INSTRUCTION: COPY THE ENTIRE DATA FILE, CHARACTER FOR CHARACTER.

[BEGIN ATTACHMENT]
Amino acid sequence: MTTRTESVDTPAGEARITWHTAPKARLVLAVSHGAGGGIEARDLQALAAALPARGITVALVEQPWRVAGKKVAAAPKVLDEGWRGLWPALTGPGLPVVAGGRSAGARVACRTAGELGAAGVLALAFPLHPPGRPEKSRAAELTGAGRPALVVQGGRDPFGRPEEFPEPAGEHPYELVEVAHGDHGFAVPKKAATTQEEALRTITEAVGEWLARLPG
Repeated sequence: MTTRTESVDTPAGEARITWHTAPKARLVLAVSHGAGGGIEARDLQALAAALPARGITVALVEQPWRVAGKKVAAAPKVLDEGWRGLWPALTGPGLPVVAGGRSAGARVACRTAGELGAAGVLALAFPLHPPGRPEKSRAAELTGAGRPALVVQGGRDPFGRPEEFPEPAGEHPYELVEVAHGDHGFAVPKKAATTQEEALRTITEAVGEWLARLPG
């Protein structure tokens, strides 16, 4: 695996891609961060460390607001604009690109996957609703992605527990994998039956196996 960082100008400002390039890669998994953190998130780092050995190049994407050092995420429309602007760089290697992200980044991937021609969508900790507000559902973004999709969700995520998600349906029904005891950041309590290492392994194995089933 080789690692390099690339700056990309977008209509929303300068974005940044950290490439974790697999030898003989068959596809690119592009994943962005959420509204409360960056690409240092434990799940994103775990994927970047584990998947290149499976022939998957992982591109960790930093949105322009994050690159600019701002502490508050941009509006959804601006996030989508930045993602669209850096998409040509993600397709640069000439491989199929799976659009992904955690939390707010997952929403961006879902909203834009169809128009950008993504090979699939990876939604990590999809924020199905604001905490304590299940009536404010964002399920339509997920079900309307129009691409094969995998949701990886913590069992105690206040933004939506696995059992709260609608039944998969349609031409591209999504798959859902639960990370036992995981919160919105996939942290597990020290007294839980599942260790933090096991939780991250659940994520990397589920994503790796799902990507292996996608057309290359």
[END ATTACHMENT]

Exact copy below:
Amino acid sequence: MTTRTESVDTPAGEARITWHTAPKARLVLAVSHGAGGGIEARDLQALAAALPARGITVALVEQPWRVAGKKVAAAPKVLDEGWRGLWPALTGPGLPVVAGGRSAGARVACRTAGELGAAGVLALAFPLHPPGRPEKSRAAELTGAGRPALVVQGGRDPFGRPEEFPEPAGEHPYELVEVAHGDHGFAVPKKAATTQEEALRTITEAVGEWLARLPG
Repeated sequence: MTTRTESVDTPAGEARITWHTAPKARLVLAVSHGAGGGIEARDLQALAAALPARGITVALVEQPWRVAGKKVAAAPKVLDEGWRGLWPALTGPGLPVVAGGRSAGARVACRTAGELGAAGVLALAFPLHPPGRPEKSRAAELTGAGRPALVVQGGRDPFGRPEEFPEPAGEHPYELVEVAHGDHGFAVPKKAATTQEEALRTITEAVGEWLARLPG
């Protein structure tokens, strides 16, 4: 695996891609961060460390607001604009690109996957609703992605527990994998039956196996 960082100008400002390039890669998994953190998130780092050995190049994407050092995420429309602007760089290697992200980044991937021609969508900790507000559902973004999709969700995520998600349906029904005891950041309590290492392994194995089933 080789690692390099690339700056990309977008209509929303300068974005940044950290490439974790697999030898003989068959596809690119592009994943962005959420509204409360960056690409240092434990799940994103775990994927970047584990998947290149499976022939998957992982591109960790930093949105322009994050690159600019701002502490508050941009509006959804601006996030989508930045993602669209850096998409040509993600397709640069000439491989199929799976659009992904955690939390707010997952929403961006879902909203834009169809128009950008993504090979699939990876939604990590999809924020199905604001905490304590299940009536404010964002399920339509997920079900309307129009691409094969995998949701990886913590069992105690206040933004939506696995059992709260609608039944998969349609031409591209999504798959859902639960990370036992995981919160919105996939942290597990020290007294839980599942260790933090096991939780991250659940994520990397589920994503790796799902990507292996996608057309290359």